By Peter Hoskin
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You may have noticed, things aren’t exactly peachy between the two partners in the Coalition. One idea for bringing them together again — recommended in Janan Ganesh’s wonderfully readable column for the Financial Times (£) today — is the writing of another, updated, Coalition Agreement. Here are my five quick arguments in favour of that:
1) It would remind people of what has already been achieved
David Laws, one of the Coalition’s most effective marriage counsellors, has argued that a new Agreement isn’t necessary because the first one was ‘fantastically ambitious’, and that ‘focusing on those things and delivering those big things would be far more important than coming up with a lot of small, diddly additional policies that would simply distract us.’ I see his point, but it needn’t preclude another Agreement. Indeed, a new Agreement could draw attention to all the fantastic, cohesive stuff that was there from the beginning, and that is being overshadowed by the current squabbles over Lords reform and boundary changes. Schools reform, welfare reform, tax cuts for low-income earners — they should all be reaffirmed.
2) It would mark the return of government by process, not personality
Remember that story about David Cameron and Nick Clegg building flatpack furniture together? It may not have been true, but it was a great metaphor for the early days of Coalition: the government was getting on not just because of friendly relations between its two halves, but also because it was following a set of instructions. There was the Coalition Agreement itself, of course, as well as various departmental progress reports and schedules. These were designed, in part, to suck the personality out of proceedings, and give both sides a checklist to follow. So long as they could tick off the stages, then they would be making progress.
But now, of course, the mood has soured to the point where those checklists are being neglected and forgot. A new Coalition Agreement should try to rectify that, by enumerating both where the government is with its policies so far and the steps necessary to progress. In fact, David Laws described something like this in the interview that I’ve already quoted above, just not in the context of a new Agreement:
“I think what will happen later this year is that Danny Alexander and Oliver Letwin are leading a process that is about reviewing the original coalition agreement to see how much we’ve achieved, how much we still need to achieve, whether there’s any changes we need to make to improve our chances of delivering the policy goals in the original coalition agreement, and that will lead to some kind of product at some stage which will be looking forward to what we need to do over the last two, two-and-a-half years of the parliament.”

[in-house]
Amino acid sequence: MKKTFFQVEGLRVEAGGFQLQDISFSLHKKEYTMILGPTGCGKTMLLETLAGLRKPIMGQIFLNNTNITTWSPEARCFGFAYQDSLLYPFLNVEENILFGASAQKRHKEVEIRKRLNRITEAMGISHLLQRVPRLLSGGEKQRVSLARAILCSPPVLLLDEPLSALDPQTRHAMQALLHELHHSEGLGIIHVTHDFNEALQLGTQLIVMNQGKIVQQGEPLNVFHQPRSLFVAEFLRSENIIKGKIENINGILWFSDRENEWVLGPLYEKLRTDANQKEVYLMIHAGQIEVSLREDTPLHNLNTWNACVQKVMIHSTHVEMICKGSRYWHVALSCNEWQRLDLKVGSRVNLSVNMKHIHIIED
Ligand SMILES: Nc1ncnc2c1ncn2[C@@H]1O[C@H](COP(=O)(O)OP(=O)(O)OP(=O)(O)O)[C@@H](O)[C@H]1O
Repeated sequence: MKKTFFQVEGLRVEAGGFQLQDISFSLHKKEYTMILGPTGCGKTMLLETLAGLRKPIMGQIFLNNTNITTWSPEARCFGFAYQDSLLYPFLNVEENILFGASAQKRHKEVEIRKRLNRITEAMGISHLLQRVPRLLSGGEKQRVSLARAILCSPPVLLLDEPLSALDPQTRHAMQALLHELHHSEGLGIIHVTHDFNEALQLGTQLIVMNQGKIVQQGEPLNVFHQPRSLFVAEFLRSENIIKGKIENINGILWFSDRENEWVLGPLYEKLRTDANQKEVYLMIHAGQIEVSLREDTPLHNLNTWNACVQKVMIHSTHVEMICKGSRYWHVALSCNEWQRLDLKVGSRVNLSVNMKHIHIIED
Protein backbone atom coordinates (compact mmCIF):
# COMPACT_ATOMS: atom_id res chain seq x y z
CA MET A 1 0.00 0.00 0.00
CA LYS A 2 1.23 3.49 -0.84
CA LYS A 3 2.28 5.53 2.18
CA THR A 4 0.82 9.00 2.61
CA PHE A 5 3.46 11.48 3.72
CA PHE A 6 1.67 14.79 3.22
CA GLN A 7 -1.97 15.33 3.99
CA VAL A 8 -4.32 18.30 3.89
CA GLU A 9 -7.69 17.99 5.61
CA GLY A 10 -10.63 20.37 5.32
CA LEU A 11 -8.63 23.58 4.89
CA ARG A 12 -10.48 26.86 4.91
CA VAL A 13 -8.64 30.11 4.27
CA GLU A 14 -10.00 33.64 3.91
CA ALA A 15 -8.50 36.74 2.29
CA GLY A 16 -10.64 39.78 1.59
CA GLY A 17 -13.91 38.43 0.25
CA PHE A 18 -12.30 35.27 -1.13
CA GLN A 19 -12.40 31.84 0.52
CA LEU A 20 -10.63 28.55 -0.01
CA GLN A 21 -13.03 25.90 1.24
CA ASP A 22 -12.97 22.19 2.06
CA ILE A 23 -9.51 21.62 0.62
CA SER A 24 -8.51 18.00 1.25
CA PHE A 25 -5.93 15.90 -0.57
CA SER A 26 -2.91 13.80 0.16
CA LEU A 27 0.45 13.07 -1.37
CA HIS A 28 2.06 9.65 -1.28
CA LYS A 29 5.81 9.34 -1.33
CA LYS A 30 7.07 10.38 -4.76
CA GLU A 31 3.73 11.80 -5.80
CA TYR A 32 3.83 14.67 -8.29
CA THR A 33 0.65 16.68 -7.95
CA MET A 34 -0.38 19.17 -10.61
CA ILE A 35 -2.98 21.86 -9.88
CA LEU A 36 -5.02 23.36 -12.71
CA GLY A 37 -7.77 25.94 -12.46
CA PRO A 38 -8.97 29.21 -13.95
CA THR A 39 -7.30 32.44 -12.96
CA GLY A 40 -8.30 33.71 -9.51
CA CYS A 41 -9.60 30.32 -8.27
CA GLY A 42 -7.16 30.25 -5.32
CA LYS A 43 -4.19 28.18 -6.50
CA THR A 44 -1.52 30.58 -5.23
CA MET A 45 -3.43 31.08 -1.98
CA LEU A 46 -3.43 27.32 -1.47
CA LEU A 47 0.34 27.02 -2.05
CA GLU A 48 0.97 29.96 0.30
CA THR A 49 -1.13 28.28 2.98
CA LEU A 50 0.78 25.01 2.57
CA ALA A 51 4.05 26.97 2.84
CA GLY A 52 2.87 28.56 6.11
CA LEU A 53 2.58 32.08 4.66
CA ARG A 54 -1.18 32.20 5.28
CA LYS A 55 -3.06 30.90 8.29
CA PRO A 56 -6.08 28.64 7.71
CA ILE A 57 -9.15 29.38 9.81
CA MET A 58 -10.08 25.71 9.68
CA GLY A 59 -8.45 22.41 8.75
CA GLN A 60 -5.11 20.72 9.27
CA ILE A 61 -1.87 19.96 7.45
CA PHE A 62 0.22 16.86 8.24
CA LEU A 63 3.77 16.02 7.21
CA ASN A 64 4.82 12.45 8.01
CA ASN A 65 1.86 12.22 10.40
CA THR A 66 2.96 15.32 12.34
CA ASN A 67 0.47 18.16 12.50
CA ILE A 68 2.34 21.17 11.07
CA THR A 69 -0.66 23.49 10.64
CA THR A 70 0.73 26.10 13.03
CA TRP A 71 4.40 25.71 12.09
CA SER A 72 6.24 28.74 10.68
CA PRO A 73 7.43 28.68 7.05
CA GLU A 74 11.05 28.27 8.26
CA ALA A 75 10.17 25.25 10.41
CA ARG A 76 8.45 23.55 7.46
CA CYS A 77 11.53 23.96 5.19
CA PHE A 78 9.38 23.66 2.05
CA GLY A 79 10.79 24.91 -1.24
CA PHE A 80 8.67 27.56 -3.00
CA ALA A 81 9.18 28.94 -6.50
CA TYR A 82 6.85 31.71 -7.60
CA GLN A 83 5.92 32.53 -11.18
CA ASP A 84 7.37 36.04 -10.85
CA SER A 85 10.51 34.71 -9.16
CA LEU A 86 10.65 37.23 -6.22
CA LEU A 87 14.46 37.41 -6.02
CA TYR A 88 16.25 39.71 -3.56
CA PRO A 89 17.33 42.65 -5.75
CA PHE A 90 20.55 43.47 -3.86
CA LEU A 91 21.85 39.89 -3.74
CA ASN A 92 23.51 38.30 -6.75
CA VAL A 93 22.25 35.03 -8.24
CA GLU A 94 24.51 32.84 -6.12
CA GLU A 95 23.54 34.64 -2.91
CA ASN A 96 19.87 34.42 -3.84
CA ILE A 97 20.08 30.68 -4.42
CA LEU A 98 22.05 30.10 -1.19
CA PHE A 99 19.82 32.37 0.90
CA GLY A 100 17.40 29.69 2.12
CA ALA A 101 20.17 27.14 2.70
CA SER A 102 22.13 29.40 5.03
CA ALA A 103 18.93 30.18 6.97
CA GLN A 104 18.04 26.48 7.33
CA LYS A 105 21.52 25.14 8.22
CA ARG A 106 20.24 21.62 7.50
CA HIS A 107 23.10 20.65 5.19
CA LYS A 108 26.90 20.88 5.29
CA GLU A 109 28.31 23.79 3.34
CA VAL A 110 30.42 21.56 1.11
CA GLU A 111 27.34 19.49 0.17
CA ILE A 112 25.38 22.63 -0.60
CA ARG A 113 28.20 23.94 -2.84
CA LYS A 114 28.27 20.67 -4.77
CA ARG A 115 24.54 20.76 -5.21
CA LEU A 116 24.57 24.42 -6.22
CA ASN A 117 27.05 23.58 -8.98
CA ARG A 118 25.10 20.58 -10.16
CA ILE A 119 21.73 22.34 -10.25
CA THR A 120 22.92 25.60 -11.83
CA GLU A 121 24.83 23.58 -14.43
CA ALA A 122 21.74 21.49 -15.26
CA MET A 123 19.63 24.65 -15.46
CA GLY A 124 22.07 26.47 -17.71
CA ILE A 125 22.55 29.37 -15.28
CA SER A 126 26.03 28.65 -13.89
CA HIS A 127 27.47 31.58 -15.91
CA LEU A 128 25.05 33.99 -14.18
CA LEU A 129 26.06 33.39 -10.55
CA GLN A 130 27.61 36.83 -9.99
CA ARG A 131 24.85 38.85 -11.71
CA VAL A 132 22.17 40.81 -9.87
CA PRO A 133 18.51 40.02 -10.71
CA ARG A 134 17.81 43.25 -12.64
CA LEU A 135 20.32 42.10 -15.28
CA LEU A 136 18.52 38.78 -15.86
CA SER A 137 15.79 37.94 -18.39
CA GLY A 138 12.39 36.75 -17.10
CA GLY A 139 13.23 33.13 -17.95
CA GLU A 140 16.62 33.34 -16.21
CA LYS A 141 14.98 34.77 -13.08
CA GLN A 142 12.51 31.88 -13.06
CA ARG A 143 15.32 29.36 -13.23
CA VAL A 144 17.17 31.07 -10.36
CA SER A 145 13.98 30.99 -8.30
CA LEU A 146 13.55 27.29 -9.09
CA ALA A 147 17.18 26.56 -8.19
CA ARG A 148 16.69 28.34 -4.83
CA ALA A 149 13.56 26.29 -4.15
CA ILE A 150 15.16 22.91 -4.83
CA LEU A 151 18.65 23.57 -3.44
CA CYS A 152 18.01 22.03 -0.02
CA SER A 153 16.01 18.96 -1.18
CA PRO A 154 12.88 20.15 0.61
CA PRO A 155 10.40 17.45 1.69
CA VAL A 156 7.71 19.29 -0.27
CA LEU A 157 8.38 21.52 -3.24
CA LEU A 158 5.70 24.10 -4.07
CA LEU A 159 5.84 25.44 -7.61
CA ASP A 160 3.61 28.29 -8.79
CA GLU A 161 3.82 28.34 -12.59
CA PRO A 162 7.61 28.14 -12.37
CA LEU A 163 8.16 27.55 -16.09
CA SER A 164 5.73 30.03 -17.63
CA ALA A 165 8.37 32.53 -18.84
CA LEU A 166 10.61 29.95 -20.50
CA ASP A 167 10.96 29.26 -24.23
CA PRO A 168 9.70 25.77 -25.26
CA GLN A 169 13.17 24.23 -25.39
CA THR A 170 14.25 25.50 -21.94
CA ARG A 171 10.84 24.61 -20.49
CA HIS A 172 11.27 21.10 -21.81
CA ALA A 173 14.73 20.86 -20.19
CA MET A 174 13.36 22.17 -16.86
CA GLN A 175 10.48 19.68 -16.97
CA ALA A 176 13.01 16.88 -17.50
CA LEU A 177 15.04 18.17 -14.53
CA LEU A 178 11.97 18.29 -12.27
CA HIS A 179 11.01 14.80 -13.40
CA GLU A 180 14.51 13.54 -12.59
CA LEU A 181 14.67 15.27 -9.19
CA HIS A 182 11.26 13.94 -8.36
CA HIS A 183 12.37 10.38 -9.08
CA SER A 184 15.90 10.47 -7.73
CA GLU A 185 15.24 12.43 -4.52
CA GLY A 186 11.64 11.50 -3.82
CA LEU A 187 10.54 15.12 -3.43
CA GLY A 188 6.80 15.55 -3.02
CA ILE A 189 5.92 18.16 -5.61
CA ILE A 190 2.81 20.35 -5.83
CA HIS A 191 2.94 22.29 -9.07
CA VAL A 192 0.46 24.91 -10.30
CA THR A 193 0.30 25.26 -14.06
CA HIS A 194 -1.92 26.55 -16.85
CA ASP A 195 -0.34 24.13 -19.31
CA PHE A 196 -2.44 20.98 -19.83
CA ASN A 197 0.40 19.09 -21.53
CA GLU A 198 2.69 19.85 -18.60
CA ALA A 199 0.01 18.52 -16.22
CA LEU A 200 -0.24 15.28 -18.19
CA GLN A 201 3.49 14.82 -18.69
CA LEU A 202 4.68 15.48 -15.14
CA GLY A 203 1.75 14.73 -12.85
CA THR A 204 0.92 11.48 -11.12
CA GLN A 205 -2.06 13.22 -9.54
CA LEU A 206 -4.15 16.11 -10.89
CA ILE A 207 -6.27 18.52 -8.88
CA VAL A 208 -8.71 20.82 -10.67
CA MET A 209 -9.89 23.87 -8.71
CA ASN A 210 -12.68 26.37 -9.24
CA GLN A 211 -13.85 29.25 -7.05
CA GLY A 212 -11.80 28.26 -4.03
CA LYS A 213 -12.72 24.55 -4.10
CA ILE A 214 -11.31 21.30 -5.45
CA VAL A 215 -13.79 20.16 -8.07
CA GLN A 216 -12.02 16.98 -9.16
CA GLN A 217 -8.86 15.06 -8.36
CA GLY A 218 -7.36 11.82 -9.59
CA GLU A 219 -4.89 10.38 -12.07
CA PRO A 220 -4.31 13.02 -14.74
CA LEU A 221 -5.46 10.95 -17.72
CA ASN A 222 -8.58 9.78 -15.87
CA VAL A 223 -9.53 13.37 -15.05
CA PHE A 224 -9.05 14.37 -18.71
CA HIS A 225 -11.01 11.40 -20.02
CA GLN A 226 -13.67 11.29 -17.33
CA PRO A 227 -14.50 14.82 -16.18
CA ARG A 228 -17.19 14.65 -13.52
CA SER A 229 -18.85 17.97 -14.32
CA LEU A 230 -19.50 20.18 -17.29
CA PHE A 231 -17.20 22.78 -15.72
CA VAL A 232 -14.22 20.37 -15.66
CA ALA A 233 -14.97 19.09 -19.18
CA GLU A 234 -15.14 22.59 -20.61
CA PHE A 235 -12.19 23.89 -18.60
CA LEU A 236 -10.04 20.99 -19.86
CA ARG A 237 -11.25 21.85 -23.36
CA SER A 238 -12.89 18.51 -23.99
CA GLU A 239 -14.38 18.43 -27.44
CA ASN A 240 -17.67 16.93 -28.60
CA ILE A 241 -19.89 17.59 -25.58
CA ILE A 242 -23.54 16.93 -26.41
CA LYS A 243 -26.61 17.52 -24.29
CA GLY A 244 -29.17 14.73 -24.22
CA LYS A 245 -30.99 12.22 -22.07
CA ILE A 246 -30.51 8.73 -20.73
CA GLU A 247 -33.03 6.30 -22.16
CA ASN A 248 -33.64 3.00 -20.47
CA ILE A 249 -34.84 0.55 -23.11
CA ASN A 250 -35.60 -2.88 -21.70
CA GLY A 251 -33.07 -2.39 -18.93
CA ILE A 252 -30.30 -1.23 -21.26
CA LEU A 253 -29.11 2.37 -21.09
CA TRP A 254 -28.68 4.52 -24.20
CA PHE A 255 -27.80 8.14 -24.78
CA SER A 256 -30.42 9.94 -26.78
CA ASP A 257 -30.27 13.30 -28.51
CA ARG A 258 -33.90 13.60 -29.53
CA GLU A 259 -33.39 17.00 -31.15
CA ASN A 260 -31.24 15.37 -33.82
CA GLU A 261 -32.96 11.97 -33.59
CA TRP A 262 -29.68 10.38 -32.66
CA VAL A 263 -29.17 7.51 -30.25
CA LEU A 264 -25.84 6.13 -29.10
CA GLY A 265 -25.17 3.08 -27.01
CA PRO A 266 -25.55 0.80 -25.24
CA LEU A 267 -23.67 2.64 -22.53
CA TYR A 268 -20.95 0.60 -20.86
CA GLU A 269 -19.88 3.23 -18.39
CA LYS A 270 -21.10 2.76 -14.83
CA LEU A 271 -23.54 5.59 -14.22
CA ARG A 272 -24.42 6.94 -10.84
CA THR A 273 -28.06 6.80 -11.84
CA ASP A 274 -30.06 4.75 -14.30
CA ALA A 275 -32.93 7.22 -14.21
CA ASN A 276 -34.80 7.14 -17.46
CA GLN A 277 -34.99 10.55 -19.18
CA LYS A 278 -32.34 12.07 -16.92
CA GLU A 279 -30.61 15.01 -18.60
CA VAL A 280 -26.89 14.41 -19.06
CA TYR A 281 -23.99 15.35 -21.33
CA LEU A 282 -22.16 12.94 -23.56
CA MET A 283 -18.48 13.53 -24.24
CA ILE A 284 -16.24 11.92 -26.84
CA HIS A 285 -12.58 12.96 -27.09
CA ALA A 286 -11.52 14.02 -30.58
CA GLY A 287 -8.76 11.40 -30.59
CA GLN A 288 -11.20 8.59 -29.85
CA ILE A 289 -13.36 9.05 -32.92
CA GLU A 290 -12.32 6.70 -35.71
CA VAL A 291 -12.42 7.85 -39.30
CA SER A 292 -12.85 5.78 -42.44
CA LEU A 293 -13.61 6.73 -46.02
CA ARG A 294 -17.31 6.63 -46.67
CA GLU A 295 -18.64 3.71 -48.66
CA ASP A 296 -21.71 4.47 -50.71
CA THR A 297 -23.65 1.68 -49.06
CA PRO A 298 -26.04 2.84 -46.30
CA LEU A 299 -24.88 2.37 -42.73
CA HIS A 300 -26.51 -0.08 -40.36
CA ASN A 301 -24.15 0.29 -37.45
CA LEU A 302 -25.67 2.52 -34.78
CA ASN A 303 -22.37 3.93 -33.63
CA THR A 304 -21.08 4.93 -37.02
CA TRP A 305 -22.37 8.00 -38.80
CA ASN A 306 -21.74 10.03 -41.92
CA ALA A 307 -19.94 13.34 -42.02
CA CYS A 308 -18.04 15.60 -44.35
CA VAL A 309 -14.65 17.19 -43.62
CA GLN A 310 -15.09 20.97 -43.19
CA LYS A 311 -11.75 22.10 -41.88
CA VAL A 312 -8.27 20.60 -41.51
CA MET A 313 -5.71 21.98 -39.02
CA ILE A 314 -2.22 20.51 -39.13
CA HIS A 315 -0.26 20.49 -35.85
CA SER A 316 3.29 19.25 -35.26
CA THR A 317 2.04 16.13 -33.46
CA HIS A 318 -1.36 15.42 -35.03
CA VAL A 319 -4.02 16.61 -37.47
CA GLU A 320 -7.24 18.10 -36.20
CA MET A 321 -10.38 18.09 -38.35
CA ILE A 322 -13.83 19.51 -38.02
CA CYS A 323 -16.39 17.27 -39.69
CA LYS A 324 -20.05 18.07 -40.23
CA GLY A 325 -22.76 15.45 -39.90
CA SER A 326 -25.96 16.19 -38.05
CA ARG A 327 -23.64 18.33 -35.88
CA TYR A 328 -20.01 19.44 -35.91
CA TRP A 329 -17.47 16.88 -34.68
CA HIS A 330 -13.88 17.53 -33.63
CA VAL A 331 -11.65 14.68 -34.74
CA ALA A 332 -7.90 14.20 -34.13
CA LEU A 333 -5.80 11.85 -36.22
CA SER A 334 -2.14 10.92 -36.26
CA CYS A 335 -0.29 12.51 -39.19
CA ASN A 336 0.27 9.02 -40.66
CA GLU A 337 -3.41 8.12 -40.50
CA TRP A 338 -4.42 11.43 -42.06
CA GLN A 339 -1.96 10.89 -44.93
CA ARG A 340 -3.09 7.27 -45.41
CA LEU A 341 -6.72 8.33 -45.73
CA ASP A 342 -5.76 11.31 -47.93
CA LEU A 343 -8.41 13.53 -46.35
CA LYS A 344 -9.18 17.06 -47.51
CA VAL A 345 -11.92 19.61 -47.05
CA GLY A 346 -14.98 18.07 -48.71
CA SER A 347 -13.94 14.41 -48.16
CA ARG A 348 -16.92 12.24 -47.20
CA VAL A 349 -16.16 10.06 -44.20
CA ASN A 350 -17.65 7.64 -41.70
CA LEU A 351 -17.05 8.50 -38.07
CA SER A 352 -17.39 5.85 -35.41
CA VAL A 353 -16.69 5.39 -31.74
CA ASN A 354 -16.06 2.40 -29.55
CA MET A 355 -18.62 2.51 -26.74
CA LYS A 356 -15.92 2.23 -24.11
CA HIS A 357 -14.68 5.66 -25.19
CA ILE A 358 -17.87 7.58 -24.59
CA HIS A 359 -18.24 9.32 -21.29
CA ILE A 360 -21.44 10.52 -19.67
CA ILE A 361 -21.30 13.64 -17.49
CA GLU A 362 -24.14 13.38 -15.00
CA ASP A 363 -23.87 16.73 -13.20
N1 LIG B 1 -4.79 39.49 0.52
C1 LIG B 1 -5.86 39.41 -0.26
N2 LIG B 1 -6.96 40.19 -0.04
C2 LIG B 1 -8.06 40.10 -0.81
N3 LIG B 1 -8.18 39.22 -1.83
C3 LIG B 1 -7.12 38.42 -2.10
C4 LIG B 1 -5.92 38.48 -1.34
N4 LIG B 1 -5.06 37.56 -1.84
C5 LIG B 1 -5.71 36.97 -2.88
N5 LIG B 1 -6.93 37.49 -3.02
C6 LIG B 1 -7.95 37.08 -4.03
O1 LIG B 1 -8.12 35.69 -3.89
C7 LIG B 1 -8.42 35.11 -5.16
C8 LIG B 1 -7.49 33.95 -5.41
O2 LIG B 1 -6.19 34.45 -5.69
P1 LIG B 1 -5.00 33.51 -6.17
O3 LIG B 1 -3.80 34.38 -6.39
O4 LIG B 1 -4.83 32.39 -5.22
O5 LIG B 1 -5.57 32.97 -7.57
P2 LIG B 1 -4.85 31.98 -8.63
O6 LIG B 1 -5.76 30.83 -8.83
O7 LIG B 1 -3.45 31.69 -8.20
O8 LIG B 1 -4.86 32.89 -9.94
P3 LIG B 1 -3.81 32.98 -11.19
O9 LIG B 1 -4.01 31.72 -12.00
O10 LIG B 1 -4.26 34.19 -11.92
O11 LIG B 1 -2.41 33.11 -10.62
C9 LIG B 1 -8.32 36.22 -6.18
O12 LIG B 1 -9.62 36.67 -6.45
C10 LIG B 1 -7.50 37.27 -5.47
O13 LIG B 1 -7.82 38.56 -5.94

3) It would fill in some of the gaps
So why am I talking about a new Coalition Agreement, when David Laws thinks that a “stock taking” document would suffice? Because, ambitious as it was, there are gaps in the existing Coalition Agreement that could do to be filled in. As Douglas Carswell says today, no-one really expected the economy to turn out this bad. If we’re to meet the challenge now, then the Conservatives and the Liberal Democrats need an extended, focused discussion about just what they are prepared to do. This, as I’ve written before, must involve the topic of Europe before the two parties cross the areas of common ground mapped out recently by Dominic Raab.
Besides, some of the Coalition Agreement’s existing provisions and parameters should be made less ambiguous. There are some Lib Dems arguing this morning that the boundary changes are “clearly” linked to Lords reform, when the truth is that there is very little clarity about it at all. To avoid these tiffs in future, a new Agreement might be more explicit.
4) It could look further forward than the last
A new Coalition Agreement could unite the two parties around core principles and policies, but it could also suggest where they would differ come the next election. Take Europe, for instance. If the Liberal Democrats are dead-set against repatriating powers in this Parliament, then better that is made known now. A sub-clause could reveal that the Conservatives would make it a priority should they win a majority at the next election. This would help keep backbenchers on board for the future.
5) It could shape conference season for the better
At the moment, conference season is bearing down on the Coalition like the Headless Horseman — merciless and violent. As it stands, both sides are likely to cut chunks out of each other in a bid to redefine themselves, only to be wounded again in subsequent by-elections. But a new Coalition Agreement could protect against that unedifying spectacle. Delegations from one side might be dispatched to the other’s shindig, all for the purpose of mature debate about the Agreement’s contents.